Why am I starting again with the monthly changelogs?
I constantly have the burning desire to have a place to write something completely free. My blog is mostly about technology, and my Medium publication is about political philosophy, but what about everything else? In the last two years, my interests shifted, and while I am definitively still working in tech fields, and I will still write about it, I missed having a small place where to explore different things that are not big enough to be worth an entire article or, even worse, a separate blog.
Things like the happy things I find, the interesting things I read, the music I listen to, the game I play, and various thoughts. Stuff like that.
And I can anticipate the question: why should we care? And the answer is that you don’t. That’s the nice part. You don’t have to. Like many of the most beautiful things I have done, I have done them for myself.
But if you want to keep me company along the way, I’ll be a tiny bit happier. :)
I have to admit this month I didn’t read a lot. Or, to say it better, I didn’t finish reading many books. Instead, I am in that weird situation in which I am in between reading 4 large books simultaneously. This happens often, especially when 2 of them are not really great.
Fortunately, though, a small book slipped through the cracks of my obtuse parallel reading: Bird by Bird by Anne Lamotte, originally published in 1994. It is small enough that it took me just 4 days of dedicated attention to complete it. And I have to say, it was worth it.
Bird by Bird is a book on writing disguised as a personal life story. Or it is a book on life disguised as a book on writing. Or should I say a book on death because the theme pops up frequently while the author goes on describing her touching and funny life experience? (Anne Lamott has certain expertise in tackling dark themes with humor)
In the end, the book is a bit of both. The most similar book I can compare to it is Stephen Kings’ On Writing, another beautiful book mixing a “life memoir” and “expert writer sharing their craft.” But, in my experience, Bird y Bird felt more valuable on the “on writing” part and way funnier on the “life pare” (if you can navigate among all the deaths involved).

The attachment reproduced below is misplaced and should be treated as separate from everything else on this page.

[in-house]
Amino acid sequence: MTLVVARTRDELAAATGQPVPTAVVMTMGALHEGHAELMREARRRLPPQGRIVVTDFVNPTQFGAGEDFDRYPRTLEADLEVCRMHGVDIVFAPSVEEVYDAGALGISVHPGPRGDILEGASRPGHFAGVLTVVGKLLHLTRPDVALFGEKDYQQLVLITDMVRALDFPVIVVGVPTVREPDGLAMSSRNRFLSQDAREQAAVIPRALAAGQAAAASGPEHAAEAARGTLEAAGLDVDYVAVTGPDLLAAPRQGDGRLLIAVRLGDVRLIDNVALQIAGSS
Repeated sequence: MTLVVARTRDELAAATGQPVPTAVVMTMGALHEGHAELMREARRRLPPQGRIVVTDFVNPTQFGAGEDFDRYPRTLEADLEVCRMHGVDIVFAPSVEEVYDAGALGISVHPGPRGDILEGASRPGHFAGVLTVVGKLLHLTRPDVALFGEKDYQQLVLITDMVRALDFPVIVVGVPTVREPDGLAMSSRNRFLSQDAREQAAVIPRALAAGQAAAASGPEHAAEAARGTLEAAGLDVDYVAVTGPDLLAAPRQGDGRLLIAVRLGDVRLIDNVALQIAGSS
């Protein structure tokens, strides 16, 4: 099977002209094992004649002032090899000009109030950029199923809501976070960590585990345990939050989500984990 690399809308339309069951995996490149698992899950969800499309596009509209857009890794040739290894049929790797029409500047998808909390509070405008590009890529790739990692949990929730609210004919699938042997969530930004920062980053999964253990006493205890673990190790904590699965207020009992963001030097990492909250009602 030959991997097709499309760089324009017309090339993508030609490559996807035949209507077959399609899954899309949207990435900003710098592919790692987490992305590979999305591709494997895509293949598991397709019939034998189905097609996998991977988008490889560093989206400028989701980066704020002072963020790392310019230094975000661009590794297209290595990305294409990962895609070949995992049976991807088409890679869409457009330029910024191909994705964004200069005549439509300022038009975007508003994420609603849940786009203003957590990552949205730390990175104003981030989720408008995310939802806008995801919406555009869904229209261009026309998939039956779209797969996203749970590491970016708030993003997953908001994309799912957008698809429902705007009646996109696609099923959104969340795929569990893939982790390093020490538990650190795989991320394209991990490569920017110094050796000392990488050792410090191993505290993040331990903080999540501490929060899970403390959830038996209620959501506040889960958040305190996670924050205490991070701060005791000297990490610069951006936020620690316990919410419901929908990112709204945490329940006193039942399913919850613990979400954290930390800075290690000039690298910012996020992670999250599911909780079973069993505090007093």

This month got the most significant hit of my “challenge” of listening to the entire massive Frank Zappa discography (that includes something like 119 albums – 62 until ‘94 and 57 posthumous).
Like many of Zappa’s records, they are pretty hit-or-miss. Nevertheless, the most significant teaching I had from Zappa’s work concerns the approach to music. He taught me that the most crucial thing while making music is having fun. Music must be fun. And not that it must be full of jokes and satirical lyrics (like Zappa did), but that it must be free and fun to do.
If you want to do rock, do rock. If you want to do jazz, do jazz. If you want to make classical music, make classical music. If you want to talk for 14 minutes on a 12-bar blues background, do that. Not everything will be amazing, but you will be free in your journey. And this alone makes the journey worth it.
This first issue ends here. I started in mid/late May, so I have not collected a lot of things. And my May has been full of emotional ups and downs that almost derailed this article. So I call this a win.
I hope to see you in July. Have a lovely June! See you next time.
Hey! If you want this monthly update in newsletter form, click here. That’s what the kool kids do nowaday, right?
Other Funny/Interesting Things
- 🗞 A Town’s Covid Money Was Sent to One Man in Error. He Gambled It All Away. - New York Times (Pay Walled)
- Well, it is not really so interesting. But it made me chuckle a lot.
- 🎥 The AI historian: A new tool to decipher ancient texts – Nature – Youtube
- These things pop-ups frequently. Every now and then you can read about some machine learning algorithm solving some mystery. This video is a good overview of the problem.